Dramamine was my best friend in the car when I was a kid. As for my sister, not so much (“she’s looking at me” “stop looking out MY window” ….) Next time I talk to my dad, I’m going to thank him for not smoking cigars!

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    • “Stop looking out MY window!” Oh yeah! It’s a miracle my parents didn’t kill us.

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  3. And I thought we were the only family that drove to the airport to watch planes take off and land! Another lovely post that brought back some great childhood memories – thanks, Nancy.

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  4. I had the backseat behind my Dad, who chain-smoked at the time. I complained often about the wind in my face from the open window, but never the smoke. It was so normal back then. Love that picture, by the way!

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  5. “Are we there yet?” That was one of my favorites. As the youngest, I always got the princess seat too. My favorite memory was the Sunday afternoon drive which was capped off with a stop at an ice cream stand. My heart still flutters when I see an ice cream stand. My dad didn’t smoke cigars but he did roll his own cigarettes. I thought that was awesome. Now I can’t stand to be in the same building with a smoker!

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    • Yes, we stopped for ice cream once in a while. Dad loved ice cream but money was sometimes very tight. What a treat! My husband and I still go out for ice cream. One of my favorite pasttimes.

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  6. With us, it was the baby in front and four piled in the back. My father smoked cigarettes. The smell always made me feel yucky, especially being stuck in such close quarters. I didn’t exactly get car sick but I felt for SURE I would never SMOKE. I smoked for about 25 years starting in my late teens. Didn’t see that coming. Quit about 20 years ago. Hardly anyone smokes now. Thank goodness. Funny thinking back at all the rules we didn’t care about that we can get ticketed for now.

    Good walk down memory lane.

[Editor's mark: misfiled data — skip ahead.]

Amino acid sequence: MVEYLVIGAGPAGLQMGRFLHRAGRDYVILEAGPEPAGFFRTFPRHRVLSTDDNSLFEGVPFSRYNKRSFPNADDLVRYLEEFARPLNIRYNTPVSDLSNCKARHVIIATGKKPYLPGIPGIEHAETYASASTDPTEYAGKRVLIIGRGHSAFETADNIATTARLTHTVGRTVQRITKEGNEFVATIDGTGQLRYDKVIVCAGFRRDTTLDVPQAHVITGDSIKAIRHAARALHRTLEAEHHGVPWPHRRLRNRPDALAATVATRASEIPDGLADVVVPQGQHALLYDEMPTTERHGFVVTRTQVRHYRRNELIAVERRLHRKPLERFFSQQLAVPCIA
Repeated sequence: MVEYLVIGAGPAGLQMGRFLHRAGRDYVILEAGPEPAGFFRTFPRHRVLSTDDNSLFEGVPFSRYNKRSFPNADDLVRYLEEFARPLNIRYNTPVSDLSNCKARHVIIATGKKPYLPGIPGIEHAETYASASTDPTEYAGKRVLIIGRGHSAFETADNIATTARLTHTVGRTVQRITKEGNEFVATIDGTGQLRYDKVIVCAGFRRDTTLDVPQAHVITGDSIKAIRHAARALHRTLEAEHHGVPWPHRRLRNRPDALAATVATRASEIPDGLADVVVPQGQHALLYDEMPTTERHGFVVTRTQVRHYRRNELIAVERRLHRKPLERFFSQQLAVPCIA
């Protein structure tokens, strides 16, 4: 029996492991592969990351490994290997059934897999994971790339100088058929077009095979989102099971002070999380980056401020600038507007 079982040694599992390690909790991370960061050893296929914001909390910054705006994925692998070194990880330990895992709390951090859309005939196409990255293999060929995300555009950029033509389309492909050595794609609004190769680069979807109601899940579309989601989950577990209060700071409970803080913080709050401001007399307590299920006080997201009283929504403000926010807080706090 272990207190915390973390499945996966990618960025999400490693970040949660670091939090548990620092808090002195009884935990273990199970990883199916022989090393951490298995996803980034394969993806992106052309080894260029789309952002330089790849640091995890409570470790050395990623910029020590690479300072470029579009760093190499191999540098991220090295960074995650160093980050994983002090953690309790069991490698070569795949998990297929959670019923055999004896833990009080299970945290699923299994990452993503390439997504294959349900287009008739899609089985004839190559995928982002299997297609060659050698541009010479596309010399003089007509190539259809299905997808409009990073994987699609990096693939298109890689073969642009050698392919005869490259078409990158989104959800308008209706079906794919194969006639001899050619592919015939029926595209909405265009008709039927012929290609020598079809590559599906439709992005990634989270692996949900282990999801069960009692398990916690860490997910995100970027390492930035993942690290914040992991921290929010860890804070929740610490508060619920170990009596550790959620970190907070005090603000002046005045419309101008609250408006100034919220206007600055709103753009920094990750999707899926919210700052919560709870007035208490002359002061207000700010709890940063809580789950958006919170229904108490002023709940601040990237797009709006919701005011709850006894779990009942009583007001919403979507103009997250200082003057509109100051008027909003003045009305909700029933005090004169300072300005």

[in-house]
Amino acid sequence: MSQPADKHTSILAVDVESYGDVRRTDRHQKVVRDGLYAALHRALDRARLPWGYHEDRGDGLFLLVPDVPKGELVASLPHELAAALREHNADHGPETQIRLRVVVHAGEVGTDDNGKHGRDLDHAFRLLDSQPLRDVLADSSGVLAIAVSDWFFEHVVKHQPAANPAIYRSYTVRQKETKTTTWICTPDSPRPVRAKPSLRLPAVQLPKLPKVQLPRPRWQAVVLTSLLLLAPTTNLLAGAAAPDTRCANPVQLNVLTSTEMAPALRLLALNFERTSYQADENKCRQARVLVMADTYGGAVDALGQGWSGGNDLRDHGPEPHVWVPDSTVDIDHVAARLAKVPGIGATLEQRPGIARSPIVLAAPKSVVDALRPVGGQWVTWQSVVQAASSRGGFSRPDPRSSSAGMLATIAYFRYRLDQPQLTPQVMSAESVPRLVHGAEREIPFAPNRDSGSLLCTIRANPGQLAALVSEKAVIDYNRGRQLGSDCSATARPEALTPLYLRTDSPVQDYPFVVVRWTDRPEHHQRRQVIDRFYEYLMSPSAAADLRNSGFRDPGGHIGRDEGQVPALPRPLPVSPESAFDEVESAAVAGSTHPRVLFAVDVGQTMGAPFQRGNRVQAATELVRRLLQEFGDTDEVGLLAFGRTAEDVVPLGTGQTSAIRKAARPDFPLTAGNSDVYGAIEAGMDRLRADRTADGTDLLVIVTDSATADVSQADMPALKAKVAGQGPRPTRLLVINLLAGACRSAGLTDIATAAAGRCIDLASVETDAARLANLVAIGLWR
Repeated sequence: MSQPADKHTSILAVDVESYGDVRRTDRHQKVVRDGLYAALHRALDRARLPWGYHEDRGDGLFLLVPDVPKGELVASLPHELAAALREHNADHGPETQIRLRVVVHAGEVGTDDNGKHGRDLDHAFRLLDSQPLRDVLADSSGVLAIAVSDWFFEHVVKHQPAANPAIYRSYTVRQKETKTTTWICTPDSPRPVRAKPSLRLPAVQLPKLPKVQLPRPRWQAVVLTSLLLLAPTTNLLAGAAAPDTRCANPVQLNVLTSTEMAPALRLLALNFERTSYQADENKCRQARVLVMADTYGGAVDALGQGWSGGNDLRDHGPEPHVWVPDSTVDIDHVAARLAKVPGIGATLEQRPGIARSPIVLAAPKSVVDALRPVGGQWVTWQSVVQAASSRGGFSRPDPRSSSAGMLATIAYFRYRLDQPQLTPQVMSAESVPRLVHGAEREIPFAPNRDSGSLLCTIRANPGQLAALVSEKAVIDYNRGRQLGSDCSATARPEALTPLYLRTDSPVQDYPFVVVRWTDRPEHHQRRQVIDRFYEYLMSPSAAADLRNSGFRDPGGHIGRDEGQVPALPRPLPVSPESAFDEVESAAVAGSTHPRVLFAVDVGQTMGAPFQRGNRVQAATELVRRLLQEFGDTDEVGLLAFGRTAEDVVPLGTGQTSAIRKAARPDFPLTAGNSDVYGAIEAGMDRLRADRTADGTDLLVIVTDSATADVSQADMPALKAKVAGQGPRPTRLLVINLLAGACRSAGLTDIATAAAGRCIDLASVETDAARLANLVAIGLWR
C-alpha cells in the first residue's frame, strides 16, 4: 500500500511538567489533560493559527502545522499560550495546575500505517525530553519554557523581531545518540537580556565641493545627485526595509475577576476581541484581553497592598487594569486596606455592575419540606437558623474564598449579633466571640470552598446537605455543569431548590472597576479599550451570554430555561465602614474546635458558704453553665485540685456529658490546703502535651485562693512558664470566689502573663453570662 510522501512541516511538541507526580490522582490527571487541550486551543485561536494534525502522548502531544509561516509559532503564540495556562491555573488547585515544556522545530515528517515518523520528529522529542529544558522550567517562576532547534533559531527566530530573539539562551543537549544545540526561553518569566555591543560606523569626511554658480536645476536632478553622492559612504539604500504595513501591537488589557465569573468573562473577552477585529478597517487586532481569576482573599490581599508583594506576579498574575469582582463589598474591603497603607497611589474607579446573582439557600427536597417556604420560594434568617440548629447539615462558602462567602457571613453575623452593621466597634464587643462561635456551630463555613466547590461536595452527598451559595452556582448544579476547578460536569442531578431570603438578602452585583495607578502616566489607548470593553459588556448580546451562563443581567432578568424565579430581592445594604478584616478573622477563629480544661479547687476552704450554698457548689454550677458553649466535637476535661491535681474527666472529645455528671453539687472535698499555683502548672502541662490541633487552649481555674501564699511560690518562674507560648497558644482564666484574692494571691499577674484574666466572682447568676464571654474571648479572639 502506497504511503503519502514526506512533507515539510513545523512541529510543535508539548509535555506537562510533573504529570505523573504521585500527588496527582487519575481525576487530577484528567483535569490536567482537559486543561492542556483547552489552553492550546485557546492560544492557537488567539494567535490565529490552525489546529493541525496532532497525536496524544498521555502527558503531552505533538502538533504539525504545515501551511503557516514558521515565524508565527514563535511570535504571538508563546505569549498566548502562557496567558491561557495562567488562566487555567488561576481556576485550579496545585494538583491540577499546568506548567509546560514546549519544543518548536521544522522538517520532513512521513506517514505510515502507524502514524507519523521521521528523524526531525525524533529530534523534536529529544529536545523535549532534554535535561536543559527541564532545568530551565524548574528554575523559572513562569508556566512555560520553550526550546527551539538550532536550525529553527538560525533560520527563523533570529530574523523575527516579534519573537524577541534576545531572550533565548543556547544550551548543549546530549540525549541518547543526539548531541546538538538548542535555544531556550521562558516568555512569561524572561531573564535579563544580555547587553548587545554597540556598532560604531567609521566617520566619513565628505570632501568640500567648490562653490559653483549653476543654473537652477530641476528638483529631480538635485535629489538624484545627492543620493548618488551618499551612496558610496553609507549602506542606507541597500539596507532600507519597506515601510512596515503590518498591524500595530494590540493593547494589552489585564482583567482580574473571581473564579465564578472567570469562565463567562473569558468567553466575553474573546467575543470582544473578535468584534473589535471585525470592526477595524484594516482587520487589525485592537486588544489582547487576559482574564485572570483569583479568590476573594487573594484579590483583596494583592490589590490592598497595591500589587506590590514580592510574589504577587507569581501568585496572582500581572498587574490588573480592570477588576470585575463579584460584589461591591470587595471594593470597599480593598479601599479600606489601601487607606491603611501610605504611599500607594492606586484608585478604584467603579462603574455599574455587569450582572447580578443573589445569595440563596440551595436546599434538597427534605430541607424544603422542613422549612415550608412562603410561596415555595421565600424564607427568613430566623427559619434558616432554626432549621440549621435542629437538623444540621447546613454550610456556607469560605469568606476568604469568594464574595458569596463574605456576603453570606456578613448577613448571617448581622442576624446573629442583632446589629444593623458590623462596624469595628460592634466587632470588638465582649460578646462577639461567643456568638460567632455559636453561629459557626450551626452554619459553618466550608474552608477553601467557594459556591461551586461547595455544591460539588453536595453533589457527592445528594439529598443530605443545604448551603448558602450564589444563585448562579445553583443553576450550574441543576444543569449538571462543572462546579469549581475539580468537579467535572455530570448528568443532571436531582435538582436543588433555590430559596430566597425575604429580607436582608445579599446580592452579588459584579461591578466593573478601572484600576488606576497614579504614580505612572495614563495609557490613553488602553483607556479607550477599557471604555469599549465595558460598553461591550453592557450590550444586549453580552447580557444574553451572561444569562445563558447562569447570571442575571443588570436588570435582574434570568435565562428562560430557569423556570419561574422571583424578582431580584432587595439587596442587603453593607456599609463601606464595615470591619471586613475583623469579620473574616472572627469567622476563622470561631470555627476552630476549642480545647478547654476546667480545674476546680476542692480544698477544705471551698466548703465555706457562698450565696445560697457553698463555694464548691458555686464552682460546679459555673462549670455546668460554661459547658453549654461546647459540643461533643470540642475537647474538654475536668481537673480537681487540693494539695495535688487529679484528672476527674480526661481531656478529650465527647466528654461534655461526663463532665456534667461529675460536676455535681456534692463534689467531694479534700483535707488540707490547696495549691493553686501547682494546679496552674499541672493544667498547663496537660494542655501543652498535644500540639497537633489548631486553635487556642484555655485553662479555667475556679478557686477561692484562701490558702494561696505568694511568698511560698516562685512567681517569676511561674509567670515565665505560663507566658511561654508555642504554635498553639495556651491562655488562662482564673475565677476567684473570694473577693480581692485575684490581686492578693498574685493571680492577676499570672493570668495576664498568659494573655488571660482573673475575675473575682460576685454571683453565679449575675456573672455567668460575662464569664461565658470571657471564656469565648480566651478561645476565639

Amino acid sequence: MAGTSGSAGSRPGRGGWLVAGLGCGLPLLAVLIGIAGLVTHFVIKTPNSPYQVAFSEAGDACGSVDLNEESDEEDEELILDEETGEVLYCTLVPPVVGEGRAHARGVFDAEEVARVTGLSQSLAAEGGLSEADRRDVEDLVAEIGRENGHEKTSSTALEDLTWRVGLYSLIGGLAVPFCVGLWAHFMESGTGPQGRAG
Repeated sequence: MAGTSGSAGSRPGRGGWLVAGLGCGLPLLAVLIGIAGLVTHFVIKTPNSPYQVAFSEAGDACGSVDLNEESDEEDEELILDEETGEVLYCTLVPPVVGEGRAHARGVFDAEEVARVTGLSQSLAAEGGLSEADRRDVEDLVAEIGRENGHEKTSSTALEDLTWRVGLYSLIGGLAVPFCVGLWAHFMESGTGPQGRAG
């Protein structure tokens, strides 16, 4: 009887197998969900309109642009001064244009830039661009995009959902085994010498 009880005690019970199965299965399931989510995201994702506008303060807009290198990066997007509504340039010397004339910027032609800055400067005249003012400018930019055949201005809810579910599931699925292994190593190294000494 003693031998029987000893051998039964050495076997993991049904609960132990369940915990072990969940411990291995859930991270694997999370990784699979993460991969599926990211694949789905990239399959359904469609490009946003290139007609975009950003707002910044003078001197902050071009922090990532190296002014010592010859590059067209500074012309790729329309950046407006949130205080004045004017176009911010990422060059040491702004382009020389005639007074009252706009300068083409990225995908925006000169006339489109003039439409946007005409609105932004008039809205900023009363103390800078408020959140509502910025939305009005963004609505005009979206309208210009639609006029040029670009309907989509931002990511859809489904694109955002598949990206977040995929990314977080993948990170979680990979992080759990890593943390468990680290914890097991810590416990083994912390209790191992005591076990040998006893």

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  7. I have very little recollection of childhood car rides, since I was drugged to the gills with Dramamine the whole time. To this day, if I’m riding with friends, they automatically give me the shotgun seat because they know riding in the back seat makes me queasy. For some reason, if I have a clear view out the windshield, I’m fine. Sometimes carsickness works for you. 🙂

    I think your adventures with your Dad sound wonderful. What great memories!

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  8. Whenever we started fighting in the car my Dad started saying the Rosary. Out loud. Very slowly!!! LOL.

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    • Oh man, when the praying starts… WATCH OUT!

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  9. Susan Ritchie

    Goodness, do I remember the cigars – not just your fathers, but Uncle George’s too! That haze that hung over every thing we did when we were kids. You’re right, it never occured to any of us to ask them to not smoke them. I remember going with you a couple of times to New Britian. My Daddy liked rides also – for some reason he like to take me out to the Thomason Dam when they were building it…… fathers can be funny like that sometimes . How about hot summer nights – riding out to Robarge Dairy for ice-cream! There was no better place than that for ice-cream and sitting under all those tall, big trees to cool off.